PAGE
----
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Latin: A Linguistic Introduction

By Renato Oniga and Norma Shifano

Applies the principles of contemporary linguistics to the study of Latin and provides clear explanations of grammatical rules alongside diagrams to illustrate complex structures.


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The Ancient Language, and the Dialect of Cornwall, with an Enlarged Glossary of Cornish Provincial Words

By Frederick W.P. Jago

Containing around 3,700 dialect words from both Cornish and English,, this glossary was published in 1882 by Frederick W. P. Jago (1817–92) in an effort to describe and preserve the dialect as it too declined and it is an invaluable record of a disappearing dialect and way of life.


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Linguistic Bibliography for the Year 2013

The Linguistic Bibliography is by far the most comprehensive bibliographic reference work in the field. This volume contains up-to-date and extensive indexes of names, languages, and subjects.


Academic Paper


Title: Discrimination of English and Thai words ending with voiceless stops by native Thai listeners differing in English experience
Author: Kimiko Tsukada
Institution: Macquarie University
Author: Rungpat Roengpitya
Institution: Mahidol University International College
Linguistic Field: Phonetics
Abstract: This study examines the discrimination of words ending with voiceless stops /p t k/ in first language (L1) and second language (L2) by three groups of native Thai participants. These participants differed in their countries of residence and experience with L2 English in the formal education system. The first group (T1) was a group of 18 Thai listeners who were living in Australia. The second and third groups consisted of 12 university students (T2) and 12 high-school students (T3) living in Thailand. Eighteen Australian English (AusE) listeners were included as controls. English and Thai words minimally contrasting in the final stop (e.g. ‘cap’ vs. ‘cat’) were presented to the listeners to investigate whether L2 phonetic learning occurs even for the contrasts that are expected to be discriminated with high accuracy from the onset of L2 learning and if so, how it is influenced by L2 experience. All three Thai groups showed reasonably accurate discrimination for both English and Thai words, but only T1 showed discrimination accuracy comparable to AusE in English. Further, only T3 was clearly more accurate in discriminating unreleased Thai than English stop contrasts, most of which were accompanied with release bursts. These two findings are taken to be evidence for phonetic learning of specific aspects of L2 contrasts rather than positive L1 transfer.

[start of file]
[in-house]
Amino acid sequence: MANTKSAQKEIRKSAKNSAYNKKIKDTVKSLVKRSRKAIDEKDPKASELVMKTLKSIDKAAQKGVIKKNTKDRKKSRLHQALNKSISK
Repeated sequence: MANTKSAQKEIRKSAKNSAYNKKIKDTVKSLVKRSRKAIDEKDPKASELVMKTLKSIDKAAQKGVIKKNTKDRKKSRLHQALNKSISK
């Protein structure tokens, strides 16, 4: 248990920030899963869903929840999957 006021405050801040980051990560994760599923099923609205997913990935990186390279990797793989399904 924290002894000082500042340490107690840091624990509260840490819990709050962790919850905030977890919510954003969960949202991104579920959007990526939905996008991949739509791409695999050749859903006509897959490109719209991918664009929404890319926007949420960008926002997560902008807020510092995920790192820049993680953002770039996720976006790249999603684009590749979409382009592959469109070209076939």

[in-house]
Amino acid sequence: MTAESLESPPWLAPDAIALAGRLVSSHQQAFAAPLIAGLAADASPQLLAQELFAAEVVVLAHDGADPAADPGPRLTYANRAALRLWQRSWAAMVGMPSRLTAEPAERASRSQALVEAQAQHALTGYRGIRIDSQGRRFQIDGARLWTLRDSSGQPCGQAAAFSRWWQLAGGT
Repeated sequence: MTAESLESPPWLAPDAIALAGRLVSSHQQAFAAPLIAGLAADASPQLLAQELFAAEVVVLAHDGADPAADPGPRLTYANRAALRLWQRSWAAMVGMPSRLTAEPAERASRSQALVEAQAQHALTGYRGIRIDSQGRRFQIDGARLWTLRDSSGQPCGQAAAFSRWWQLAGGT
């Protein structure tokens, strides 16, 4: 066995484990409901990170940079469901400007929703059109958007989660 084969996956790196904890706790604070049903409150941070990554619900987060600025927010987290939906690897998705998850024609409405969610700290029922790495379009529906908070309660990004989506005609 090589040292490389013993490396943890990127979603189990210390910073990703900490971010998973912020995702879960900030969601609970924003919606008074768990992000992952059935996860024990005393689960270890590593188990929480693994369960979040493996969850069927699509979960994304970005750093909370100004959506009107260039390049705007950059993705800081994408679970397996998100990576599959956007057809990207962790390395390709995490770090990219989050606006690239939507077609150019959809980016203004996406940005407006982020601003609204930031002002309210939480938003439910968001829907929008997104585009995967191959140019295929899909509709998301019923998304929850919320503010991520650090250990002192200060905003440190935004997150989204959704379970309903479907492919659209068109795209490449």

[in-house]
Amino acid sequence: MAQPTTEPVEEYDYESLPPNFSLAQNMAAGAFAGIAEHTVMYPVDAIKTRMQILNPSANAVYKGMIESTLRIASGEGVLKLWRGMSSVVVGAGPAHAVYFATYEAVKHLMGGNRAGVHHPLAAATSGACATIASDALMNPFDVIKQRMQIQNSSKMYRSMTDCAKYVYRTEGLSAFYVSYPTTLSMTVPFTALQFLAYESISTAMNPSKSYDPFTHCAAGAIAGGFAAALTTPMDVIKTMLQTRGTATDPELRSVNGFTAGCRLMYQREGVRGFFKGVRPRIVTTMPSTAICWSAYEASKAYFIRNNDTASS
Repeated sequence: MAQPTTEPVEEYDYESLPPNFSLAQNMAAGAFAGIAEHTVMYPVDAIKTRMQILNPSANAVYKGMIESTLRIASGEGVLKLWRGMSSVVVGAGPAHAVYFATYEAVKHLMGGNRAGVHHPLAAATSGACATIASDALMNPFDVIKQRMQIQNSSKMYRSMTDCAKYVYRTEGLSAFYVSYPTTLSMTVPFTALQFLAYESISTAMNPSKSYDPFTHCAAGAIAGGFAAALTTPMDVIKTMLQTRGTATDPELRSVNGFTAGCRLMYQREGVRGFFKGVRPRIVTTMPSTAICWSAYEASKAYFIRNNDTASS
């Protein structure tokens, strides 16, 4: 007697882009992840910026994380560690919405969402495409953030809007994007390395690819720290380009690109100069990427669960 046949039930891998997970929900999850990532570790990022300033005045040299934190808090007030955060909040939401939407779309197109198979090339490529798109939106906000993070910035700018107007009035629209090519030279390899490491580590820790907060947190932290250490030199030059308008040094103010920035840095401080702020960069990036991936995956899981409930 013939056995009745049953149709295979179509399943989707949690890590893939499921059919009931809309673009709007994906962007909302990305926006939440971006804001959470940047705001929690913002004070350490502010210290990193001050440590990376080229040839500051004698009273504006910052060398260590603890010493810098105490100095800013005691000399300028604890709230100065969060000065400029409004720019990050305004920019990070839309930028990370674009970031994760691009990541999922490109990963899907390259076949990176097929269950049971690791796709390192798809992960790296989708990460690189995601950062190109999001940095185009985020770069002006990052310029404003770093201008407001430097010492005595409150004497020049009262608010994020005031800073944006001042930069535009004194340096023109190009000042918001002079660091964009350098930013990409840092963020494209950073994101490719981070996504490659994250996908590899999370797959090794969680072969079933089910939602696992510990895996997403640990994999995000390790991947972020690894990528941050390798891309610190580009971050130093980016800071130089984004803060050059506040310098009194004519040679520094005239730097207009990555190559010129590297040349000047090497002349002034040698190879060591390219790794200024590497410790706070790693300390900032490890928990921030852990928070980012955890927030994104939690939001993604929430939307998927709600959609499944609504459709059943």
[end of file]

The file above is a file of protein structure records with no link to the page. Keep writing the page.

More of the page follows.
CUP at LINGUIST

This article appears in Journal of the International Phonetic Association Vol. 38, Issue 3, which you can read on Cambridge's site or on LINGUIST .



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